Hi there literary gangsters.
Tell me, have you been honest with yourself lately? Have you been a goodfella?
Let me tell you, I realised that I had gone a little wayward with my writing. What it is worth to stop and have a little think about where you’re at here and there? A lot. So, I wrote this piece on challenging yourself as a writer once I’d seen the light. Have a little read and tell me what you think.
Are you a person? Do you write?
You must be a writer then!
I have one more question for you though: do you challenge yourself as a writer?
You may have just boldly declared yes, mumbled a no, or even spat tea all over your computer screen in response just now, and I am here to tell you that any of these reactions is okay on one condition: that it is an honest response.
Now we’re going to get a bit personal now and to do so, I need to let you in on a conversation I had with my partner recently.
In past posts I have discussed how discipline, goal writing and the creative process all play an important part in doing the creative thing you love; it could be writing, playing music or sketching for example. My partner and I discuss these things often but he surprised me recently when he asked me if I ever write without a goal to publish in mind? He asked, do I ever challenge myself, in terms of the quality of pure self expression for the sake of deserving that sense of quality self expression?
I stopped talking and listened closely.
He observed that in writing, we are quick to publish. I was confused because after recently editing an anthology for the Melbourne Writers’ Social Group I couldn’t see how that was a quick process – it took me and a fellow editor/writer eight months!
He, however is a musician and spent his first five years of playing music no where near the gigging stage (excuse the pun).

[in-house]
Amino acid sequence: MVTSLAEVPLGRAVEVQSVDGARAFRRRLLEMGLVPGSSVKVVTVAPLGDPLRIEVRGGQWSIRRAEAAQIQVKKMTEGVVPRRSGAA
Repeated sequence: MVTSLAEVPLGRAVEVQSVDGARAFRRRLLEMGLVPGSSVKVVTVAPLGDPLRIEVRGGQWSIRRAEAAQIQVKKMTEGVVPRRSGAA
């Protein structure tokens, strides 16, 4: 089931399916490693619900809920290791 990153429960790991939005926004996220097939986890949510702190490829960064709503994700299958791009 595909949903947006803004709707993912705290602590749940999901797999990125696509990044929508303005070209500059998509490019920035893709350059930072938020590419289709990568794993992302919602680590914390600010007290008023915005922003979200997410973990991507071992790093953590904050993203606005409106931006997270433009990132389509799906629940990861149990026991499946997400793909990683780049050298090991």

It reminded me of how I began writing; whilst growing up, I had struggled to express myself and to communicate with my mother who has a mental illness. My mother is super poetic and creative. It was through writing poetry to each other that she taught me things about life, about growing up and it was how she told me that she loved me. We even fought through poetry: I wrote stories to her in poetic prose that told of my plans to abandon her, to wonder off in to the world; she wrote me a poem about overcoming fears and reassuring me that everything would be okay no matter where I was as long as I trusted myself.
There was a strong need for quality of self expression. It was a communication method between my teenage self and my mentally ill but super creative mother. Without quality of self expression through writing, the writing would hold no purpose. And I would not have had a strong and communicative relationship with my mother.
I had to be honest with myself, my partner was right. I have been focusing on too many projects and not enough of personal writing for quality self expression. It is time for a challenge!
When you read articles on the internet about challenging yourself as a writer, do do all the articles say: attend a writing group, join a class every now and then, attend a festival, write every day, set goals, read, read and read; but don’t forget the reason you write. Be honest with yourself. Speak the truth to yourself. It’s not to make millions of dollars, it’s not to keep to a deadline on your blog site, it’s not to get a High Distinction in your assessment. It’s to see change in yourself. To gain perspective. It’s to express yourself amongst the challenges that life presents to you.
And don’t you forget it!